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There are concerns about rifts in society as the different political groups in Thailand see each other as enemies of war. - EPA/File pic

Thailand seems to be regressing after long periods of political mass rallies and military coups, with Thai politics developing into a war of factions.

Veteran political analyst Thirayuth Boonmee issued this warning saying the current situation had been made worse after army chief General Apirat Kongsompong launched a tirade last week and secretary general of the Future Forward Party (FFP) Piyabutr Saengkanokkul responded fiercely in the media.

Speaking at the Oct 14 Memorial to mark the 46th anniversary of the 1973 popular uprising, the student leader who steered the struggle for democracy that culminated in the 1973 massacre said the army was obsessed with national security and had failed to encourage the public to share a common goal.

"The FFP, which is popular among younger generations and middle classes not in favour of the status quo, can make certain points but they often clash with the government," the Bangkok Post quoted him as saying.

“Moreover, it has yet to offer any detailed development plans to move the country forward."

Prof Thirayuth said there were concerns about rifts in society as the different political groups saw each other as enemies of war.

In this war, he said, factions viewed one another as a national threat even though the situation in Thailand remained normal.

He also urged rival factions to end the "enemy mindset", which also preceded another massacre on Oct 6, 1976.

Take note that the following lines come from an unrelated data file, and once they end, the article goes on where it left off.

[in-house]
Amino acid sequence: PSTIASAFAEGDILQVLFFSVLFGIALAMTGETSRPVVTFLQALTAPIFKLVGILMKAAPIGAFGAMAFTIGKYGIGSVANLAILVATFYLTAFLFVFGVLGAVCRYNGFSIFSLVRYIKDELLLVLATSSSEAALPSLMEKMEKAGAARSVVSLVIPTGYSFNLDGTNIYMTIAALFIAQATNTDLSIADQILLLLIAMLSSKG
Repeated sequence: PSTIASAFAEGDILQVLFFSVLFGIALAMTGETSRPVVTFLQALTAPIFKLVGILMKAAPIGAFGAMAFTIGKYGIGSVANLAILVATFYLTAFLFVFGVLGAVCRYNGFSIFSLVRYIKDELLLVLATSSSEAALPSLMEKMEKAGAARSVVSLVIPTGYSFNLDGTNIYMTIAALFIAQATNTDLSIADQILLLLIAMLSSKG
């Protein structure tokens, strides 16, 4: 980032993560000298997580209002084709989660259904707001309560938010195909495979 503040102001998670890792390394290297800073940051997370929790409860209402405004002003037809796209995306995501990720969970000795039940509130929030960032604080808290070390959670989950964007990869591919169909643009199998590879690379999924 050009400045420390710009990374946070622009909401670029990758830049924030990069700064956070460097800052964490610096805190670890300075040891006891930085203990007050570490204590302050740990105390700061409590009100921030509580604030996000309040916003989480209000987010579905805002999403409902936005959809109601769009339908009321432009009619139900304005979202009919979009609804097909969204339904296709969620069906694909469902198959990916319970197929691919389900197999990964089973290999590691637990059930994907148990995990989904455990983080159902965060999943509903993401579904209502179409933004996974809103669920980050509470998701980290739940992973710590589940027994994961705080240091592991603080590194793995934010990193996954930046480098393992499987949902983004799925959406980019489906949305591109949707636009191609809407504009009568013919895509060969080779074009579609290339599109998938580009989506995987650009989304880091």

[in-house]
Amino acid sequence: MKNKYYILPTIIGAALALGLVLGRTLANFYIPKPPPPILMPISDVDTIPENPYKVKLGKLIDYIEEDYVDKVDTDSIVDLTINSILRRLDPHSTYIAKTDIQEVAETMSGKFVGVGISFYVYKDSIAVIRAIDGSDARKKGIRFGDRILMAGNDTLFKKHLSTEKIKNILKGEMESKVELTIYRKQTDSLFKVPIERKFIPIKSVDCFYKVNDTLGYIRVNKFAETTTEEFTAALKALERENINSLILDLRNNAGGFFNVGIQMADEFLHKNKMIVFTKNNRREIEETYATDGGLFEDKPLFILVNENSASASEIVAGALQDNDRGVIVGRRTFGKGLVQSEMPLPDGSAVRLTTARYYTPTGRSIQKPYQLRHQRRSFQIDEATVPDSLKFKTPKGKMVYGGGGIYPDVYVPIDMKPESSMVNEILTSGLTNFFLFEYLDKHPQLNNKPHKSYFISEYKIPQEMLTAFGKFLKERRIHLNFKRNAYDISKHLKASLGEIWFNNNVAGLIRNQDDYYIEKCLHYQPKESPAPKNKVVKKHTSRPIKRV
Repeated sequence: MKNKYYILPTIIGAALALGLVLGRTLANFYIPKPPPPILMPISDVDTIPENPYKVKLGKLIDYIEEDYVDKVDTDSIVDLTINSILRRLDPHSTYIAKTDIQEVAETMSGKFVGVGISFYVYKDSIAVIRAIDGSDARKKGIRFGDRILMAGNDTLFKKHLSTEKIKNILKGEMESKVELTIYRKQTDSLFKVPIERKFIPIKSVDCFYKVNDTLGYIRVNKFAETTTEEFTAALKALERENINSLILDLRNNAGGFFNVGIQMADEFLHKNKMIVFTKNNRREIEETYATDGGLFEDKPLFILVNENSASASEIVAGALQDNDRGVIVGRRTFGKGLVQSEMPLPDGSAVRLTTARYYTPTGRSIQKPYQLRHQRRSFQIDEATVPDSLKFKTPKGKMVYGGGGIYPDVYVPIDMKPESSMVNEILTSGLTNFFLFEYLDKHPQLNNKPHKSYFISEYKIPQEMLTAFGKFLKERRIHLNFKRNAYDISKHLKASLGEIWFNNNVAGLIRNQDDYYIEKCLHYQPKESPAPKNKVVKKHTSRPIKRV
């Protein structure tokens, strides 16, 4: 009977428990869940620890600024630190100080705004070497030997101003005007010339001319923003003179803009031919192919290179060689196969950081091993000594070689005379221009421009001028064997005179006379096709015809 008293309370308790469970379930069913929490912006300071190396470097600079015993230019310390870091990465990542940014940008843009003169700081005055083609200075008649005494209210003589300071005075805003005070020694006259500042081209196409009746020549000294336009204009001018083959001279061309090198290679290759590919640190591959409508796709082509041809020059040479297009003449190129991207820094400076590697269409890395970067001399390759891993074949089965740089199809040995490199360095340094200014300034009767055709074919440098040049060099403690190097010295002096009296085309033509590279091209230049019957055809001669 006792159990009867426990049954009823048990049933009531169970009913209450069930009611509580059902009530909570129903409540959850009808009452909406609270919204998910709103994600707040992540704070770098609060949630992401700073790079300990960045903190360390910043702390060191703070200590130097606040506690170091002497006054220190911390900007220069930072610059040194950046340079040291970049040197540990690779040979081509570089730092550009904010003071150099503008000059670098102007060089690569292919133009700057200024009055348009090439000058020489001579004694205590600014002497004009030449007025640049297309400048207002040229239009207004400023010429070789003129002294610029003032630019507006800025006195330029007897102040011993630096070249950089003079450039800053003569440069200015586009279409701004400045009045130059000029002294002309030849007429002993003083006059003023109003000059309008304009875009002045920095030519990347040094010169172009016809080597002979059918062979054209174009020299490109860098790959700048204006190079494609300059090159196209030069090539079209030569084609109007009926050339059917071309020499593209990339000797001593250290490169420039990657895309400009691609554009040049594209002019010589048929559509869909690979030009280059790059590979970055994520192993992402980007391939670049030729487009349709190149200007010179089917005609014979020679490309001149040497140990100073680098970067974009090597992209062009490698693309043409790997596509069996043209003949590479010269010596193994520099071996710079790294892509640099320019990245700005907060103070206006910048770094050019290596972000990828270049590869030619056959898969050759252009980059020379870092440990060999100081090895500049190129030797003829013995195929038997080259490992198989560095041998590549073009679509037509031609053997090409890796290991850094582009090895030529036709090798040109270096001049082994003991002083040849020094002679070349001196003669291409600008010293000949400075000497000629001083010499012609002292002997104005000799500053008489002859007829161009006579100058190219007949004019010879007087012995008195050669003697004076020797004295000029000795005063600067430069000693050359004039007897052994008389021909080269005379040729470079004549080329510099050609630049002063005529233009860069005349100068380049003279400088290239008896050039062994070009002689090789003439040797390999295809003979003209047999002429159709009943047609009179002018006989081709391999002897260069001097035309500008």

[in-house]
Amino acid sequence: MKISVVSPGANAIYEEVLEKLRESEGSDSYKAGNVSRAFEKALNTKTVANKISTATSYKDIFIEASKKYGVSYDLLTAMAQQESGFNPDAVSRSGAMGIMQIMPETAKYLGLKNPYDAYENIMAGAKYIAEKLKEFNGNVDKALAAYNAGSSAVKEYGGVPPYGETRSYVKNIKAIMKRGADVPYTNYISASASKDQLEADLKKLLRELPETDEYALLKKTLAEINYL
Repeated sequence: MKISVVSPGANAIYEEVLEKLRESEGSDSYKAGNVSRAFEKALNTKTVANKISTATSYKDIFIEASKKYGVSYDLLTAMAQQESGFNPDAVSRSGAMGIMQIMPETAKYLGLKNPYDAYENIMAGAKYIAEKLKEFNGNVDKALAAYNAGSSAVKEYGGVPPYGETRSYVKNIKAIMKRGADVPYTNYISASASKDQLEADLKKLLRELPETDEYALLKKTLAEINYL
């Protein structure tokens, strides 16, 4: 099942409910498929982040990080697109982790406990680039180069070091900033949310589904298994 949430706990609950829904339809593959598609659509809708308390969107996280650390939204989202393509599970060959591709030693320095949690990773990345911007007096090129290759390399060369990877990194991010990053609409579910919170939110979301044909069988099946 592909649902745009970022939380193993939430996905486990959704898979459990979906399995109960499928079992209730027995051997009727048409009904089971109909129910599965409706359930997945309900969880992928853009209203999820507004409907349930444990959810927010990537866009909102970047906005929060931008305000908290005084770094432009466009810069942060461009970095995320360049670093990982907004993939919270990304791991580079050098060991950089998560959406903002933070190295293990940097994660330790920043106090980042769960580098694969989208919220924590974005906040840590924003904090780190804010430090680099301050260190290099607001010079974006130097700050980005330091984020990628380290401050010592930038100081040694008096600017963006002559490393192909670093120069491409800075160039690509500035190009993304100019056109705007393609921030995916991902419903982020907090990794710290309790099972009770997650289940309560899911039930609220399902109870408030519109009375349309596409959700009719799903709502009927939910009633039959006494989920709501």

"At that time, students were deemed a communist threat and could be killed with the impunity of karma. That enemy mindset has now returned."

He pointed out that the government and the army have mismanaged the conflict.

"The armed forces prioritise its loyalty to the country, religion and King as a national problem. It really matters, but it is not as urgent as other bread-and-butter issues, such as inequality, corruption and human rights.

"The army has been very vocal about loyalty. This has taken people back because it is the only group with weapons of war. In fact, most Thais value the institution while dissidents make up an insignificant part," he said.

Referring to General Apirat's remarks, he said the army should not have said that Thailand was now facing a hybrid war because "it will really break out if the situation is exacerbated".

Prof Thirayuth said the government must remain neutral and if the state failed to do so, it would convince people to believe that internal war was erupting or the government was declaring war on certain groups.

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